Guglielmo Ratcliff was Mascagni's second opera, coming after the even more obscure Pinotta (1882-1883). Ratcliff would have to wait seven years after its completion before reaching the stage, its premiere taking place at La Scala, no less, in 1895. It was Mascagni's smashing success with Cavalleria rusticana in 1890 that finally generated enough interest in the earlier effort to give it such lavish attention.
The four-act Guglielmo Ratcliff shares a few plot similarities with Lucia di Lammermoor, and the operas' Scottish settings suggest a further influence by that Donizetti operatic staple. The story is grim and bloody: Guglielmo (William) Ratcliff pursues Maria Mac-Gregor, even though her father has rejected his bid for her. After several suitors are killed by him, Ratcliff is mercifully spared by another suitor in a duel, but eventually kills Maria, her father, and finally himself.
While Mascagni's music score is largely unknown today, much of it is worthwhile, if sometimes a bit too gentle for the dark story. The melody he provides for the Act III Intermezzo, for example, is one of his finest creations. The Prelude opening the opera is not as memorable, but it effectively sets the stage for the passionate and grim character of the opera. It is, like the Prelude to Cavalleria rusticana, interrupted for a brief narrative passage, here given by Maria's nurse, Margherita. There is also a lovely Prelude to Act IV that features attractive choral writing. Some listeners, however, may find its gentle loveliness quite incongruous to the bloody action that follows.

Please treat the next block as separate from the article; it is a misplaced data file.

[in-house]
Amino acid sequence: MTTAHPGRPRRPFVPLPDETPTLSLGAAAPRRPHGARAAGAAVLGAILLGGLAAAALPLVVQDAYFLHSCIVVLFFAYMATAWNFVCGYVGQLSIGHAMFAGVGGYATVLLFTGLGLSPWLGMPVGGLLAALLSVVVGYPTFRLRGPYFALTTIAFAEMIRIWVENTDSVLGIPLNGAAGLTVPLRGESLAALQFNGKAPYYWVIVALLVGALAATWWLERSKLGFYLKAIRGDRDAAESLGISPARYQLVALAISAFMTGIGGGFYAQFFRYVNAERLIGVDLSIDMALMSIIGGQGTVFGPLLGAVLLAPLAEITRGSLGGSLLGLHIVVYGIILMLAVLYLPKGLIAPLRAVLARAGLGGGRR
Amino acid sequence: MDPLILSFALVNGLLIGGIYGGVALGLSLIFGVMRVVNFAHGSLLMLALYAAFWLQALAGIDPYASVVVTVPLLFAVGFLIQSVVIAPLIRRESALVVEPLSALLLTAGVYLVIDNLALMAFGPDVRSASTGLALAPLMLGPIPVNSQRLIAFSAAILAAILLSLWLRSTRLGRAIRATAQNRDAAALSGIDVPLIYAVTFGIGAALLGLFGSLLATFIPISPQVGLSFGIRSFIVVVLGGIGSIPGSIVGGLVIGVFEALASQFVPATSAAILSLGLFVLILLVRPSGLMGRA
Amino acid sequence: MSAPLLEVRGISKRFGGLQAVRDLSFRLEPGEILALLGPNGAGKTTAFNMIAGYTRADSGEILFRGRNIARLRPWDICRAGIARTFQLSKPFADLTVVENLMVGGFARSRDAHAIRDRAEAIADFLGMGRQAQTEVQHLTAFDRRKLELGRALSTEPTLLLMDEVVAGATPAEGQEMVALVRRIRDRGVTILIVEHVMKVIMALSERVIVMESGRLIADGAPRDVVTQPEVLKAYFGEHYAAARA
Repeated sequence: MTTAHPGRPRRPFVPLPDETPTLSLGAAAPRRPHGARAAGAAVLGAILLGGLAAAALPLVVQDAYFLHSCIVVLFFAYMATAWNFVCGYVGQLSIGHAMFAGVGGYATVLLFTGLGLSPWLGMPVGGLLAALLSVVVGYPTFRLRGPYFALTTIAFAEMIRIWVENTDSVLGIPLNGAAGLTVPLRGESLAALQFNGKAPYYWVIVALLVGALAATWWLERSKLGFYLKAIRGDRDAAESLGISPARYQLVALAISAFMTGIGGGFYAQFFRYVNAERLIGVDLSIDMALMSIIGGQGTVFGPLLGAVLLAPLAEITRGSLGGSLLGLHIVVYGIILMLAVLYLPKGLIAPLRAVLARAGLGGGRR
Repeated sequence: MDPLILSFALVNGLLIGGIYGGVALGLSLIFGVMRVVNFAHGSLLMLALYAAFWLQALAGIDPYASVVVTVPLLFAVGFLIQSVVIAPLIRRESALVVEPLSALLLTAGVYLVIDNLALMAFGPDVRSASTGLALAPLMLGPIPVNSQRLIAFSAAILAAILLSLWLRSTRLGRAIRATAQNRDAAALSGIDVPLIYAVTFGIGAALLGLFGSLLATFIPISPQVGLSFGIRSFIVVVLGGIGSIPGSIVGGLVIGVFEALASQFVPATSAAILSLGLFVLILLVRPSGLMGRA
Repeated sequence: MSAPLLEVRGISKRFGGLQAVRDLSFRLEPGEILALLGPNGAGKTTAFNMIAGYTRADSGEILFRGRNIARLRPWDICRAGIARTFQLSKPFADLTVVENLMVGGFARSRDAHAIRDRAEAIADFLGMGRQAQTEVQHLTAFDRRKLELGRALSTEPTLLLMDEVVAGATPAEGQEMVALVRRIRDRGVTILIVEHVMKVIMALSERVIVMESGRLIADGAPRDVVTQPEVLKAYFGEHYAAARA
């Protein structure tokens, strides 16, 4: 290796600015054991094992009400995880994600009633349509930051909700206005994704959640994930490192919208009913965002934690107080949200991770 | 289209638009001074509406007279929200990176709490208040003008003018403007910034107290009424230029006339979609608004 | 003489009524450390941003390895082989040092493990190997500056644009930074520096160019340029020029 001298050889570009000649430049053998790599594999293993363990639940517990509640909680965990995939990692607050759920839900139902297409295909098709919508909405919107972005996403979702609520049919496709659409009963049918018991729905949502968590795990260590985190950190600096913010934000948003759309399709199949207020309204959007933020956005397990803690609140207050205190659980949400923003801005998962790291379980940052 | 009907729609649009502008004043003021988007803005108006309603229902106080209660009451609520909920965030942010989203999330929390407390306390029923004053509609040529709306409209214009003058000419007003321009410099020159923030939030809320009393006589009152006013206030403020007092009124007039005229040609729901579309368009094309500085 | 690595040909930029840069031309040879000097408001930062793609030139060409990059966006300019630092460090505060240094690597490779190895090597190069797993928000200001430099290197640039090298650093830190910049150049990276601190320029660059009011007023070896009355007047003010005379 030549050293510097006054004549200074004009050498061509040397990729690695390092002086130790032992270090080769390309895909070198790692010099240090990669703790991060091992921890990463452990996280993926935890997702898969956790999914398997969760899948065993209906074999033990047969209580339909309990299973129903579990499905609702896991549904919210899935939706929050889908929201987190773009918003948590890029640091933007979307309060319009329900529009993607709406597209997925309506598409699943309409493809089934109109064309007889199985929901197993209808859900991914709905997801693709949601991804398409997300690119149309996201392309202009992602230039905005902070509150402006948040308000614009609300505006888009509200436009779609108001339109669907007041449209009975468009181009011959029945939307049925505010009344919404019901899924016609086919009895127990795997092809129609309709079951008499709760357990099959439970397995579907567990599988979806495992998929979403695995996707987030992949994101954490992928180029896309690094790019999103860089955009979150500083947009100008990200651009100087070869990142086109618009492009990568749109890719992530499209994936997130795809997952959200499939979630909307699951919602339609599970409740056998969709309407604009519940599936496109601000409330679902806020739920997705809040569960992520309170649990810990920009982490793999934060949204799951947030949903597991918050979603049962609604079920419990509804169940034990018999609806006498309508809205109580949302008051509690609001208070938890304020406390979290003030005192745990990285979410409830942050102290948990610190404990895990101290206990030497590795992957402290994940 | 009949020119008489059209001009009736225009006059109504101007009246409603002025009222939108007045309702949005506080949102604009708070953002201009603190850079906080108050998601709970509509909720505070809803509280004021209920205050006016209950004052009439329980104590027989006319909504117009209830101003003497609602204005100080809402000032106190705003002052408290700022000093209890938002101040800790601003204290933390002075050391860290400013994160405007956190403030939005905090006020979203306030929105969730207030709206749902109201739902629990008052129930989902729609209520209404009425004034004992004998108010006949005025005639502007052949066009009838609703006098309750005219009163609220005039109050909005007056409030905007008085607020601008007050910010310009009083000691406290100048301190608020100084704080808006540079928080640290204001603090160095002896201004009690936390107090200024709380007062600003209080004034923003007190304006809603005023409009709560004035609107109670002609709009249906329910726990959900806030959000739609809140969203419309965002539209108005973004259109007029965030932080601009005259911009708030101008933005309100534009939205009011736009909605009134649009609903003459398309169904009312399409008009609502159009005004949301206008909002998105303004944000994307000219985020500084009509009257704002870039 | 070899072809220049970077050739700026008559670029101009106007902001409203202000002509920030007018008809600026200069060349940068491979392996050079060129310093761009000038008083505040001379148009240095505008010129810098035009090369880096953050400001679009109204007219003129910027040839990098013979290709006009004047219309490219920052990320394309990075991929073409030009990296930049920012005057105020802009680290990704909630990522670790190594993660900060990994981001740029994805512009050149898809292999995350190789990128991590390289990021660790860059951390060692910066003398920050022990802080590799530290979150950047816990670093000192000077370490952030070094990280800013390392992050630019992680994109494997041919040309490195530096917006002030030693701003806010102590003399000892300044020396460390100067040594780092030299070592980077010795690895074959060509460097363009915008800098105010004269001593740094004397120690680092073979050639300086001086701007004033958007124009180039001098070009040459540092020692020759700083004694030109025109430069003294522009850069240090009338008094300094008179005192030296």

Several fine solo numbers are sprinkled throughout the opera, including Ratcliff's attractive "Quando fanciullo ancora," from Act II. Ratcliff's narrative from the ensuing act is also a powerful moment in the opera, as is his Act IV confrontation with Maria, which recalls the similar encounter between Turiddu and Santuzza from Cavalleria. In fact, much of this opera contains snatches of Mascagni's more famous masterpiece, and for that reason listeners fond of Cavalleria should find much of interest in Guglielmo Ratcliff.